Huntsman Outlines ‘Judicious’ Foreign Policy
Republican presidential candidate Jon Huntsman called for scaling back U.S. involvement in international military engagements -- including Afghanistan -- and cutting military spending in a foreign policy address today.
“We must right-size our current foreign entanglements,” he said. “Simply put, we are risking American blood and treasure in parts of the world where our strategy needs to be rethought.”
In the speech delivered at Southern New Hampshire University in Hooksett, the former U.S. ambassador to China under President Barack Obama framed his foreign policy doctrine as one focused on boosting the domestic economy. He called for expanding U.S. economic relationships across the globe, in part through finding areas of cooperation with China and congressional ratification of new trade deals.
“We need a foreign policy based on expansion -- the expansion of America’s competitiveness and engagement in the world through partnerships and trade agreements,” he said.
Huntsman, the former governor of Utah, is seeking to distinguish himself in his presidential bid on the strength of his foreign policy credentials, even as the focus of the campaign remains squarely on economic issues.
Contrast With Romney
Trying to make gains in the Republican field as polls show him with little backing, Huntsman in his speech today contrasted his views with those detailed last week by former Massachusetts Governor Mitt Romney, who polls show leading the race for the party’s nomination next year.
Romney detailed his foreign policy outlook in an Oct. 7 speech at the Citadel, a military college in Charleston, South Carolina. He said that if elected, he would move to boost U.S. military strength, in part by expanding the Navy and missile defenses.
Huntsman criticized that approach today, saying the country needs to “reexamine” its defense spending. He advocated reducing the post-Cold War military infrastructure in favor of putting greater focus on counterterrorism and intelligence gathering.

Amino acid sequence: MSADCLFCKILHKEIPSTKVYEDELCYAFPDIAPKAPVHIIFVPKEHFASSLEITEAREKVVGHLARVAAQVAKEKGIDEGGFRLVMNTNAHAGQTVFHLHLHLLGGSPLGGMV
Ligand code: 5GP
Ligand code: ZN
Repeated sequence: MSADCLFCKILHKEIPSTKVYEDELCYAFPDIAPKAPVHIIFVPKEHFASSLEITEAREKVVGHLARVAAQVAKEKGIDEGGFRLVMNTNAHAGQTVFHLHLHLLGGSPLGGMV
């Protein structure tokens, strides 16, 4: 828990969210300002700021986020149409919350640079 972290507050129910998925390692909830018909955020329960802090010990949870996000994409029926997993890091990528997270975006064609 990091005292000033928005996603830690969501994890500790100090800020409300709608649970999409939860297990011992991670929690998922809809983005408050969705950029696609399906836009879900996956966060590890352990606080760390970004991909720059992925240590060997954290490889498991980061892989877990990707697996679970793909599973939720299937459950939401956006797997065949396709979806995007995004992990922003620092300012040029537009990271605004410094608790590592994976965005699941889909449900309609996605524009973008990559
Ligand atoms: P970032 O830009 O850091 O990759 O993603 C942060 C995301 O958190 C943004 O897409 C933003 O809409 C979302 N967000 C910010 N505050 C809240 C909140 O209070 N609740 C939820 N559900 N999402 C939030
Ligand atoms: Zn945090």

“Simply advocating more ships, more troops and more weapons is not a viable path forward,” Huntsman said.
Romney, at a campaign stop today at a Veterans of Foreign Wars post in Milford, New Hampshire, criticized Huntsman’s foreign policy stance without naming him.
“This is not a time for America to pull back on our commitment to a strong military,” he said.
In response to a question from an attendee, Romney said strengthening the armed forces is the best way to prevent the United States from becoming embroiled in foreign conflicts.
“I hope we can avoid becoming the policeman of the world by instead becoming the example of the world,” Romney said.
Huntsman, 51, took aim at his former boss, saying Obama’s policies “have weakened America, and thus diminished America’s presence on the global stage.”
Much of his speech centered on developing economic ties with fast-growing Asian nations. Huntsman called for passage of pending trade deals with South Korea, Colombia and Panama, which Congress may vote on this week. He said he would pursue agreements with Japan and Taiwan and conclude negotiations on a Trans-Pacific Partnership trade accord, which he said would open markets in Australia, Brunei, Chile, Malaysia, New Zealand, Peru, Singapore and Vietnam.
The United States needs to find areas of cooperation with China, he said, suggesting that the countries could work together on developing clean-energy technology, combating global pandemics, and fighting ocean piracy. He voiced his opposition to congressional legislation that would punish China for keeping the value of its currency low.
China’s Foreign Ministry says that the bill violates World Trade Organization rules and that passage would severely damage the U.S.-China economic relationship.
Huntsman said the legislation could spark a trade war between the two nations.
“The last thing you need between the two top economies in the world is a trade war,” he said.
Huntsman reiterated that in Afghanistan, he would withdraw most U.S. forces while leaving a small core of troops on the ground in the country next year.
“It is cultural arrogance to think we can make tribal leaders into democratic leaders,” he said. “It is wishful thinking to believe that our troops, by staying for a couple more years, will prevent further instability or even civil war.”
One area where Huntsman said he doesn’t advocate a more “judicious approach” is in dealing with Israel and the threat it faces from Iran.
“I cannot live with a nuclear-armed Iran,” he said. “If you want an example of when I would use American force, it would be that.”
To contact the editor responsible for this story: Mark Silva at firstname.lastname@example.org